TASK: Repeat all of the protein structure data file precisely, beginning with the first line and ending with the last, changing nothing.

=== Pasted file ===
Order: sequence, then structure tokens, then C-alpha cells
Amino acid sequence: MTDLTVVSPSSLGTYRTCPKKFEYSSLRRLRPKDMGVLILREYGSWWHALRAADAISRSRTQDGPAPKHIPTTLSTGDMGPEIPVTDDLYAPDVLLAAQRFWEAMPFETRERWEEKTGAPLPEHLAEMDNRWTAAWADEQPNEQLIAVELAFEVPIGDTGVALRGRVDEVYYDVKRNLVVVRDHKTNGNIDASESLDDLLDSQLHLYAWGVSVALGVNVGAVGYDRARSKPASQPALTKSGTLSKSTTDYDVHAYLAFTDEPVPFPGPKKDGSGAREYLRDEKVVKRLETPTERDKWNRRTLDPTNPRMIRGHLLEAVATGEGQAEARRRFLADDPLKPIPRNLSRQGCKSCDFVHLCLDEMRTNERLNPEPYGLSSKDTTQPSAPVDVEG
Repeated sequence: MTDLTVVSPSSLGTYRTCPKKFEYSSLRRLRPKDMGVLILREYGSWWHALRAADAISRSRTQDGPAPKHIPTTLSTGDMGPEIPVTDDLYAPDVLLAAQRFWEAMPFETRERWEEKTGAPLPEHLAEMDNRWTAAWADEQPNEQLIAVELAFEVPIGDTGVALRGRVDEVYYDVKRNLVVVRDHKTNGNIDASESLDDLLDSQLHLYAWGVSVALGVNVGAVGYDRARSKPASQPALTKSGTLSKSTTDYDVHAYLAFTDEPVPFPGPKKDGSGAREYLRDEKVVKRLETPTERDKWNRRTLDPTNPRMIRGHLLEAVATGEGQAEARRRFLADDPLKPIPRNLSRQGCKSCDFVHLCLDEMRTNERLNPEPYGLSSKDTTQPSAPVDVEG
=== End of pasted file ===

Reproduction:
Order: sequence, then structure tokens, then C-alpha cells
Amino acid sequence: MTDLTVVSPSSLGTYRTCPKKFEYSSLRRLRPKDMGVLILREYGSWWHALRAADAISRSRTQDGPAPKHIPTTLSTGDMGPEIPVTDDLYAPDVLLAAQRFWEAMPFETRERWEEKTGAPLPEHLAEMDNRWTAAWADEQPNEQLIAVELAFEVPIGDTGVALRGRVDEVYYDVKRNLVVVRDHKTNGNIDASESLDDLLDSQLHLYAWGVSVALGVNVGAVGYDRARSKPASQPALTKSGTLSKSTTDYDVHAYLAFTDEPVPFPGPKKDGSGAREYLRDEKVVKRLETPTERDKWNRRTLDPTNPRMIRGHLLEAVATGEGQAEARRRFLADDPLKPIPRNLSRQGCKSCDFVHLCLDEMRTNERLNPEPYGLSSKDTTQPSAPVDVEG
Repeated sequence: MTDLTVVSPSSLGTYRTCPKKFEYSSLRRLRPKDMGVLILREYGSWWHALRAADAISRSRTQDGPAPKHIPTTLSTGDMGPEIPVTDDLYAPDVLLAAQRFWEAMPFETRERWEEKTGAPLPEHLAEMDNRWTAAWADEQPNEQLIAVELAFEVPIGDTGVALRGRVDEVYYDVKRNLVVVRDHKTNGNIDASESLDDLLDSQLHLYAWGVSVALGVNVGAVGYDRARSKPASQPALTKSGTLSKSTTDYDVHAYLAFTDEPVPFPGPKKDGSGAREYLRDEKVVKRLETPTERDKWNRRTLDPTNPRMIRGHLLEAVATGEGQAEARRRFLADDPLKPIPRNLSRQGCKSCDFVHLCLDEMRTNERLNPEPYGLSSKDTTQPSAPVDVEG